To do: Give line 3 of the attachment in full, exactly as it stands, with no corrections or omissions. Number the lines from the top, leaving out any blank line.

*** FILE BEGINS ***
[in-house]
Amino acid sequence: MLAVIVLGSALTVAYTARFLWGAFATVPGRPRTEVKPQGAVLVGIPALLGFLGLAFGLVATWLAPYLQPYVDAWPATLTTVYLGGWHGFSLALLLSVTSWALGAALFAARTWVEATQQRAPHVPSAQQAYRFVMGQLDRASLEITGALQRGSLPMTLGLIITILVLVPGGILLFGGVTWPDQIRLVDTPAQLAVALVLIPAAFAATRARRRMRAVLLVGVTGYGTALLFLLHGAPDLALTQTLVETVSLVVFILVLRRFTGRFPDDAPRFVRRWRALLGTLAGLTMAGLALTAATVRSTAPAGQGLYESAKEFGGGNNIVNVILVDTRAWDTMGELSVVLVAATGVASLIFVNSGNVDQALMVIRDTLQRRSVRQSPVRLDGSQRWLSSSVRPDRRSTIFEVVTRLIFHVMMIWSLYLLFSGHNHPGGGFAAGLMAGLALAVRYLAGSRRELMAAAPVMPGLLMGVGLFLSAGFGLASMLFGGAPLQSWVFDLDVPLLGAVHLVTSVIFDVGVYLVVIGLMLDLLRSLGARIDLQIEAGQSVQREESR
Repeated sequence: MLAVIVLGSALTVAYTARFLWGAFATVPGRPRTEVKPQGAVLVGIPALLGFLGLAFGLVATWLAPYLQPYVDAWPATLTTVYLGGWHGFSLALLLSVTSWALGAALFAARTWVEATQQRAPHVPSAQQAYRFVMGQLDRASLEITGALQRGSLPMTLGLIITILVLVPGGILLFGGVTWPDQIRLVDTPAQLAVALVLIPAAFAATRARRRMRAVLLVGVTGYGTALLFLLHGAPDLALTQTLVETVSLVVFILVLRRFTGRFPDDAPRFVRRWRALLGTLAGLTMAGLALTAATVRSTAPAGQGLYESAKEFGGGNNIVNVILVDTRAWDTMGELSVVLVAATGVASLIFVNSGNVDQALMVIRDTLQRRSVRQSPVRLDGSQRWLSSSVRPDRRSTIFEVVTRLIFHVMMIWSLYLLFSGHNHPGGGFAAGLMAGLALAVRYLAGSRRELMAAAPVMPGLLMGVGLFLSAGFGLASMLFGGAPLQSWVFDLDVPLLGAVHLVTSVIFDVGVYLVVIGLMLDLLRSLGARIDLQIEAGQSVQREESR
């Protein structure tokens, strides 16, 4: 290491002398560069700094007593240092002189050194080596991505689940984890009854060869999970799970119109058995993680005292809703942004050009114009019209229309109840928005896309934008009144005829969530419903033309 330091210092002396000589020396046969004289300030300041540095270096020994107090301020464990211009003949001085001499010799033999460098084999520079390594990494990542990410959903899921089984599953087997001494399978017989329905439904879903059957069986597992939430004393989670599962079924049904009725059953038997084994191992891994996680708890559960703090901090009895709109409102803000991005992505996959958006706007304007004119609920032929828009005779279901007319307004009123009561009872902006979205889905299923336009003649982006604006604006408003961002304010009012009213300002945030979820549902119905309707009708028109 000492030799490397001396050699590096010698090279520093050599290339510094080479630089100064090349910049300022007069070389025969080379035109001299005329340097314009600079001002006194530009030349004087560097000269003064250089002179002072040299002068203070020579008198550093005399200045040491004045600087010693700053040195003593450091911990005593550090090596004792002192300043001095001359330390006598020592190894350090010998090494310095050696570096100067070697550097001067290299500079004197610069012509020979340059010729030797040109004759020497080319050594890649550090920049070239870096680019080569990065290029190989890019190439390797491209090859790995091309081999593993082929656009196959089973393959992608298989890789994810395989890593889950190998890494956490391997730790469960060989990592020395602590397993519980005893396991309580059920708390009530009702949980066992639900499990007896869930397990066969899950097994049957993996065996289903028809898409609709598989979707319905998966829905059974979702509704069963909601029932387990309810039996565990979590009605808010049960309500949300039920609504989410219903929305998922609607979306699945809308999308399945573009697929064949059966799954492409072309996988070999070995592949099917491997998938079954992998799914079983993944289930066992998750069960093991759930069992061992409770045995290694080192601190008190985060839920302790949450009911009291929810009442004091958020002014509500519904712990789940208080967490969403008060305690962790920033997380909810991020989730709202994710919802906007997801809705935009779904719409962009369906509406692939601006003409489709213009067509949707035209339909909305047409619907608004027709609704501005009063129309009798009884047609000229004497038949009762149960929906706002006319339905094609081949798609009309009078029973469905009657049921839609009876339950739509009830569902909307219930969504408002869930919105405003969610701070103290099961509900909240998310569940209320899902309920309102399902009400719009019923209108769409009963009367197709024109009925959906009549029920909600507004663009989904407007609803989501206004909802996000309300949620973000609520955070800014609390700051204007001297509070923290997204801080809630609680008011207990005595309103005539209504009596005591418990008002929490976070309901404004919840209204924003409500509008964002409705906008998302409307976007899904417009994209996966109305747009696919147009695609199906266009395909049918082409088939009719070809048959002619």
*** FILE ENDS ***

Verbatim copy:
Repeated sequence: MLAVIVLGSALTVAYTARFLWGAFATVPGRPRTEVKPQGAVLVGIPALLGFLGLAFGLVATWLAPYLQPYVDAWPATLTTVYLGGWHGFSLALLLSVTSWALGAALFAARTWVEATQQRAPHVPSAQQAYRFVMGQLDRASLEITGALQRGSLPMTLGLIITILVLVPGGILLFGGVTWPDQIRLVDTPAQLAVALVLIPAAFAATRARRRMRAVLLVGVTGYGTALLFLLHGAPDLALTQTLVETVSLVVFILVLRRFTGRFPDDAPRFVRRWRALLGTLAGLTMAGLALTAATVRSTAPAGQGLYESAKEFGGGNNIVNVILVDTRAWDTMGELSVVLVAATGVASLIFVNSGNVDQALMVIRDTLQRRSVRQSPVRLDGSQRWLSSSVRPDRRSTIFEVVTRLIFHVMMIWSLYLLFSGHNHPGGGFAAGLMAGLALAVRYLAGSRRELMAAAPVMPGLLMGVGLFLSAGFGLASMLFGGAPLQSWVFDLDVPLLGAVHLVTSVIFDVGVYLVVIGLMLDLLRSLGARIDLQIEAGQSVQREESR